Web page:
Printing with Extruded Glass

Canadian researchers have printed with chalcogenide glass, which could lower the cost of creating complex optical components.

Researchers modified a commercially available 3D printer for use with chalcogenide glass instead of plastic. This was possible because chalcogenide glass softens at a lower temperature than most glass. Image courtesy OSA

3D printing with glass is rife with challenges—some methods require very high heat, while others product opaque end products or print at very low resolutions.

Canadian researchers have successfully 3D printed an optical glass that could enable the low-cost manufacture optical fibers and other components for sensors, telecommunications components and biomedical equipment. Researchers from the the Centre d’Optique, Photonique et Laser (COPL) at Université Laval in Canada were able to print the chalcogenide glass using a modified commercially available glass extrusion printer in a process similar to fused deposition modeling.

“3D printing of optical materials will pave the way for a new era of designing and combining materials to produce the photonic components and fibers of the future,” said Yannick Ledemi, a member of the research team. “This new method could potentially result in a breakthrough for efficient manufacturing of infrared optical components at a low cost.” 

The researcher was published in The Optical Society (OSA) journal Optical Materials Express.

According to the OSA, chalcogenide glass softens at a relatively low temperature compared to other types of glass which meant the researchers had to increase the extruding temperature of the standard extrusion printer. They were able to create glass filaments that were similar in size to plastic filaments typically used with the printer. They then programmed the printer to create two complex shapes.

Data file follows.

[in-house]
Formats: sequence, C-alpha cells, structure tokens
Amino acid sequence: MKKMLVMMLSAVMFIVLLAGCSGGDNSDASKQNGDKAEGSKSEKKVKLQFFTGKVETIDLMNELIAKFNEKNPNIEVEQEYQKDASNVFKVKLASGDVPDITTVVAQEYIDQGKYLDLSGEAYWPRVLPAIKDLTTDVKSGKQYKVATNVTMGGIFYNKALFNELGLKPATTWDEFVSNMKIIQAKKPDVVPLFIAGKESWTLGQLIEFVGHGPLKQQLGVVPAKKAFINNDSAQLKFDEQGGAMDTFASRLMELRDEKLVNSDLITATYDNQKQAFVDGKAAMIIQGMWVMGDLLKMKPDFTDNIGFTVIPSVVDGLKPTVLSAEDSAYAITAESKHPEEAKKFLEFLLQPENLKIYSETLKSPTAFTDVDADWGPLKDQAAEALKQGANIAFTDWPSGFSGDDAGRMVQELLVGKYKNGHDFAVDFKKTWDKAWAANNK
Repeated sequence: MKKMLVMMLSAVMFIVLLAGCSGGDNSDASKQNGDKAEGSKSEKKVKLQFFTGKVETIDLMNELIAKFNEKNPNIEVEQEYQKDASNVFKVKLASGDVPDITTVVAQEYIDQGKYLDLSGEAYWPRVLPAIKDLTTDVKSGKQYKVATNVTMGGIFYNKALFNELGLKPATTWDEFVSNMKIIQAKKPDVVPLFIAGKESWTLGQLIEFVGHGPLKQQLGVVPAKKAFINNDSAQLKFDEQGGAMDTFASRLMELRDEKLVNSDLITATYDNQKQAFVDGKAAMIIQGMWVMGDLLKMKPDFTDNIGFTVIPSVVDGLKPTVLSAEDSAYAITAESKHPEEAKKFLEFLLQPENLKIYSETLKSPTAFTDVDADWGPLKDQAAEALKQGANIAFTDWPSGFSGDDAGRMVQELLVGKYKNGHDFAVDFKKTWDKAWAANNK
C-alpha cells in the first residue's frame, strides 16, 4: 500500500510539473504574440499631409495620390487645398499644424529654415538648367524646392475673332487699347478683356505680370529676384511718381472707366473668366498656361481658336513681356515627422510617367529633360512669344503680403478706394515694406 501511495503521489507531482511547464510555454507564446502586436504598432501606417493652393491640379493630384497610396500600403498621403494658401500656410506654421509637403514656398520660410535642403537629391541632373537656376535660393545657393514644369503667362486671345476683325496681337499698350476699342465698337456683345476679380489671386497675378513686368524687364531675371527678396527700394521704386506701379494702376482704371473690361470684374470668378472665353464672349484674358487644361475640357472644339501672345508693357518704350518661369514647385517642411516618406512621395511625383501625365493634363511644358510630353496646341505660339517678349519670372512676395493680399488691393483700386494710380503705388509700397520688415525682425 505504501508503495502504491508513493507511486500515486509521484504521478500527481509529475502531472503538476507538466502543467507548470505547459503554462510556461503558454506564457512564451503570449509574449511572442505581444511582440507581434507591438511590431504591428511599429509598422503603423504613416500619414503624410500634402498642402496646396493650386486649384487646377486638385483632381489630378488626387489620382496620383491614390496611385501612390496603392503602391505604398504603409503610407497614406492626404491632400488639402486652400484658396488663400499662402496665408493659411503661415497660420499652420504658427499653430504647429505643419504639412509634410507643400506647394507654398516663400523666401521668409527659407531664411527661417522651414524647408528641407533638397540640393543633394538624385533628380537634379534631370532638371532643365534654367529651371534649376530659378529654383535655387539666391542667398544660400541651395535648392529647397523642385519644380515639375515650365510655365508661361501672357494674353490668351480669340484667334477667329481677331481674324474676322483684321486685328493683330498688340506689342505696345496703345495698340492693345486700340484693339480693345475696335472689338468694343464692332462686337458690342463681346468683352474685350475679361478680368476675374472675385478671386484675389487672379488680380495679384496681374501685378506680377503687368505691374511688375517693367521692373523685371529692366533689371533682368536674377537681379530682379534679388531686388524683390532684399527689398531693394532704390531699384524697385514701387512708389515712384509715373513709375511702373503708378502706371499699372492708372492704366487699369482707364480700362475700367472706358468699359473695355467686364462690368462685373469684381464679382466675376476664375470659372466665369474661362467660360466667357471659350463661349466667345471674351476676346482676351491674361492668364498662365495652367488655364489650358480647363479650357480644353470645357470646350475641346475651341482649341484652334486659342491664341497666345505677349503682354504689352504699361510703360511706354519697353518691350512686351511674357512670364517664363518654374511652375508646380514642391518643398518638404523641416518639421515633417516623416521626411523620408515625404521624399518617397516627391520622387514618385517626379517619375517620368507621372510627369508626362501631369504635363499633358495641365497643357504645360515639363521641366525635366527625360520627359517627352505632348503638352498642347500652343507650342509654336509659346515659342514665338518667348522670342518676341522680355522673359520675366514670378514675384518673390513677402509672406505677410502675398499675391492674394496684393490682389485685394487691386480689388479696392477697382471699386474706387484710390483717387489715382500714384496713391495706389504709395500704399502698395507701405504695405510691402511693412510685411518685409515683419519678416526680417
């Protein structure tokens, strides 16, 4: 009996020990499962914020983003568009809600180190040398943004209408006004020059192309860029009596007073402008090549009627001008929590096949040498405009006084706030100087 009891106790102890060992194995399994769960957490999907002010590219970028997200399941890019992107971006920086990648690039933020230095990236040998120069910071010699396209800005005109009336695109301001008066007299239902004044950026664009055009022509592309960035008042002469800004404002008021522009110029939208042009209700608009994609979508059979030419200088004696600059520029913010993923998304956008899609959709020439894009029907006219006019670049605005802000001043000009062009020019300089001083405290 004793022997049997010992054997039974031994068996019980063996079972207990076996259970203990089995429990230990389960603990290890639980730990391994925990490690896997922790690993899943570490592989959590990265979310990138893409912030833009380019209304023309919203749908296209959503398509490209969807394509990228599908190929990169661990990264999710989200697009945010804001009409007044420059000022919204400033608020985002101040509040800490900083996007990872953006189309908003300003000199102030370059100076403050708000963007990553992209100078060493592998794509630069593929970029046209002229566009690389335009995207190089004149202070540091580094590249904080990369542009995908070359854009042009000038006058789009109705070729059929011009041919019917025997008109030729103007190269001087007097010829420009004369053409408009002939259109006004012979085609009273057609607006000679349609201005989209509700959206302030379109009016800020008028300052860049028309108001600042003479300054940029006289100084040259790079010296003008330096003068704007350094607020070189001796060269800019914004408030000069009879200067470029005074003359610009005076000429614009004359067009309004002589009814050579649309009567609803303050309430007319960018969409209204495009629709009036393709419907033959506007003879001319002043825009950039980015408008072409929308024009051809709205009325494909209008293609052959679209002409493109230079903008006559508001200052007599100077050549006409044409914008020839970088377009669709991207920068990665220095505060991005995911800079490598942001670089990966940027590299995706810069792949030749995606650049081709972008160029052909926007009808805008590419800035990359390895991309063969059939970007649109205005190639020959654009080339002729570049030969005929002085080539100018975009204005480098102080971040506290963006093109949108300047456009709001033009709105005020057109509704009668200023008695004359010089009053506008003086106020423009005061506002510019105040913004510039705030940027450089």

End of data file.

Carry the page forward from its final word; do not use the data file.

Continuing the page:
“Our approach is very well suited for soft chalcogenide glass, but alternative approaches are also being explored to print other types of glass,” said Ledemi. “This could allow fabrication of components made of multiple materials. Glass could also be combined with polymers with specialized electro-conductive or optical properties to produce multi-functional 3D printed devices.”

The process could also be used for making glass fiber preforms with complex geometries or using multiple materials.

“3D printed chalcogenide-based components would be useful for infrared thermal imaging for defense and security applications,” Ledemi said. “They would also enable sensors for pollutant monitoring, biomedicine and other applications where the infrared chemical signature of molecules is used for detection and diagnosis.”

The researchers plan to improve the printer design, and hope to add new extruders to enable co-printing with polymers for multi-material components.

Source: OSA

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Brian Albright

Brian Albright is the editorial director of Digital Engineering. Contact him at [email protected].

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